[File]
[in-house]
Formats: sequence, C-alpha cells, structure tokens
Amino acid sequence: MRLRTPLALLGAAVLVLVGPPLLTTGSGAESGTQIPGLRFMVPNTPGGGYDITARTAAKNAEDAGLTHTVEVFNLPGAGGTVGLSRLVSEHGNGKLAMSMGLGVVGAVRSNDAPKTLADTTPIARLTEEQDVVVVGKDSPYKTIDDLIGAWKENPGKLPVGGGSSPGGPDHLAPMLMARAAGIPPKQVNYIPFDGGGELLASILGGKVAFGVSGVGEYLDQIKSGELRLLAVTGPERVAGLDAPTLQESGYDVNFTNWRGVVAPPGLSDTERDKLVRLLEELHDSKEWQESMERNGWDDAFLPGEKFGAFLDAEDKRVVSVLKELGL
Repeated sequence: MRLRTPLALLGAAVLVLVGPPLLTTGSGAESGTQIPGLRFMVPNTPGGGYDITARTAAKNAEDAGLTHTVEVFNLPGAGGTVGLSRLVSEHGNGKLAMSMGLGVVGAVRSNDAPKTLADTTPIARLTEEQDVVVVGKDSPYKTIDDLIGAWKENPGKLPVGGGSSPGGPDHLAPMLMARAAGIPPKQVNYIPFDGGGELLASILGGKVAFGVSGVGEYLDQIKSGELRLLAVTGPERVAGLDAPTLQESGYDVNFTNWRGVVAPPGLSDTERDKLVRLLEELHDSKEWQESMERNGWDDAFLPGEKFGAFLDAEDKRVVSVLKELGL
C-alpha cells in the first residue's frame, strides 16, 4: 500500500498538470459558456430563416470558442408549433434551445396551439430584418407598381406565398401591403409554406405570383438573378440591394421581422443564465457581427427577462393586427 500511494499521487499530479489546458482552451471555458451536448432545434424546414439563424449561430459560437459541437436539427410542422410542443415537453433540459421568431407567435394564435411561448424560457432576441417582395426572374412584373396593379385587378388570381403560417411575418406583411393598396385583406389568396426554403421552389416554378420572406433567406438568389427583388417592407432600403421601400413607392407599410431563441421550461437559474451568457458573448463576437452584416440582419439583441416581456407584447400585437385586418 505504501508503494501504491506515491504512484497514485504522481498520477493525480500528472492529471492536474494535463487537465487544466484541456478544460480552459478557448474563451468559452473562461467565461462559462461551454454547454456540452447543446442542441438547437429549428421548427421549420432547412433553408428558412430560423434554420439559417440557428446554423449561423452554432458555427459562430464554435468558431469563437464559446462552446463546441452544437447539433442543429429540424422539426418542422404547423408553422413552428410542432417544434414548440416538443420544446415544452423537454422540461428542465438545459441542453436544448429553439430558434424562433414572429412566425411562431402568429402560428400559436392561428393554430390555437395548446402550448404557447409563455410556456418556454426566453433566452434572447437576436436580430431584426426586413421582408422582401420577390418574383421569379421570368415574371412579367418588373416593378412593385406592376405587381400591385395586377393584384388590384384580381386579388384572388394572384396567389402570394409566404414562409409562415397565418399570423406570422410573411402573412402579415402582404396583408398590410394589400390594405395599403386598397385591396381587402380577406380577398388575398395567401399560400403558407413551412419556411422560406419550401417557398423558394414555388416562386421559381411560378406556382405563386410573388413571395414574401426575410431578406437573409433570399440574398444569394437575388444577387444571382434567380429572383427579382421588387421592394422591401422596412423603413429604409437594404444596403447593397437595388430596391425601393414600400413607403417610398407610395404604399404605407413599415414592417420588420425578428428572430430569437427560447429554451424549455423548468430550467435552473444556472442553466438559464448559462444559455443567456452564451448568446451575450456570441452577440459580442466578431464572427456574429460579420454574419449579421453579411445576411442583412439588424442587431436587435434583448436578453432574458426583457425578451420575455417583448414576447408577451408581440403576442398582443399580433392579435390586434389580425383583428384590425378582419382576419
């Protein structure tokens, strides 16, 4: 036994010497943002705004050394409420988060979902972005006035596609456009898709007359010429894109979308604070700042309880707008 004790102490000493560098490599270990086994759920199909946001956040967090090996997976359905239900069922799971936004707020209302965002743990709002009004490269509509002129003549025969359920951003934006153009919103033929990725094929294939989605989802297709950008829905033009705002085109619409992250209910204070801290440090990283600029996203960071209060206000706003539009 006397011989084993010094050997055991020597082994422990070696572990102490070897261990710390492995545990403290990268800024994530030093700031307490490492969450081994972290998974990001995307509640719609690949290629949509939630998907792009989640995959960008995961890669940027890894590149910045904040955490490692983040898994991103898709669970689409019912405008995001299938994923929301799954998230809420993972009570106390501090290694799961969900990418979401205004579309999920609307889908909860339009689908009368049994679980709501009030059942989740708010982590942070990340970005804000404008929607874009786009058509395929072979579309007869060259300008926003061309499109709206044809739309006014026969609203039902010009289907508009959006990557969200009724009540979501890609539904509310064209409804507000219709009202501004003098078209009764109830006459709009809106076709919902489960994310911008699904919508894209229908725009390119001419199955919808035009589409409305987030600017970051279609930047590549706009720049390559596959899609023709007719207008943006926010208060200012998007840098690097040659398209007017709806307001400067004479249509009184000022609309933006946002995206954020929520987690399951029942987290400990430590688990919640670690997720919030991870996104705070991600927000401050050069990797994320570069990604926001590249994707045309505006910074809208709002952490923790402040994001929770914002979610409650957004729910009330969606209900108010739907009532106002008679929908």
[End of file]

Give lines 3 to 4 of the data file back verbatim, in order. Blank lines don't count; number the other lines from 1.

Amino acid sequence: MRLRTPLALLGAAVLVLVGPPLLTTGSGAESGTQIPGLRFMVPNTPGGGYDITARTAAKNAEDAGLTHTVEVFNLPGAGGTVGLSRLVSEHGNGKLAMSMGLGVVGAVRSNDAPKTLADTTPIARLTEEQDVVVVGKDSPYKTIDDLIGAWKENPGKLPVGGGSSPGGPDHLAPMLMARAAGIPPKQVNYIPFDGGGELLASILGGKVAFGVSGVGEYLDQIKSGELRLLAVTGPERVAGLDAPTLQESGYDVNFTNWRGVVAPPGLSDTERDKLVRLLEELHDSKEWQESMERNGWDDAFLPGEKFGAFLDAEDKRVVSVLKELGL
Repeated sequence: MRLRTPLALLGAAVLVLVGPPLLTTGSGAESGTQIPGLRFMVPNTPGGGYDITARTAAKNAEDAGLTHTVEVFNLPGAGGTVGLSRLVSEHGNGKLAMSMGLGVVGAVRSNDAPKTLADTTPIARLTEEQDVVVVGKDSPYKTIDDLIGAWKENPGKLPVGGGSSPGGPDHLAPMLMARAAGIPPKQVNYIPFDGGGELLASILGGKVAFGVSGVGEYLDQIKSGELRLLAVTGPERVAGLDAPTLQESGYDVNFTNWRGVVAPPGLSDTERDKLVRLLEELHDSKEWQESMERNGWDDAFLPGEKFGAFLDAEDKRVVSVLKELGL